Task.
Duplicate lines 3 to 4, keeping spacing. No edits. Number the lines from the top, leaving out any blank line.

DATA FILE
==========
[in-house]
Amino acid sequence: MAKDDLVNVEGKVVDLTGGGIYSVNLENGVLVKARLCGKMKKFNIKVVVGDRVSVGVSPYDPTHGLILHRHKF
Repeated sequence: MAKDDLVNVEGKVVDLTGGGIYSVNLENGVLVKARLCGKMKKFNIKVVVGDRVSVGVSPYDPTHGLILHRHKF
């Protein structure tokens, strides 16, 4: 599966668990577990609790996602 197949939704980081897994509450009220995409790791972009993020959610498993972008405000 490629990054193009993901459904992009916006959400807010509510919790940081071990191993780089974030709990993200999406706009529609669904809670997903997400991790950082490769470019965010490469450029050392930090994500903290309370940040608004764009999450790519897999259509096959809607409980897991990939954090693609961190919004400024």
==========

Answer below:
Repeated sequence: MAKDDLVNVEGKVVDLTGGGIYSVNLENGVLVKARLCGKMKKFNIKVVVGDRVSVGVSPYDPTHGLILHRHKF
């Protein structure tokens, strides 16, 4: 599966668990577990609790996602 197949939704980081897994509450009220995409790791972009993020959610498993972008405000 490629990054193009993901459904992009916006959400807010509510919790940081071990191993780089974030709990993200999406706009529609669904809670997903997400991790950082490769470019965010490469450029050392930090994500903290309370940040608004764009999450790519897999259509096959809607409980897991990939954090693609961190919004400024």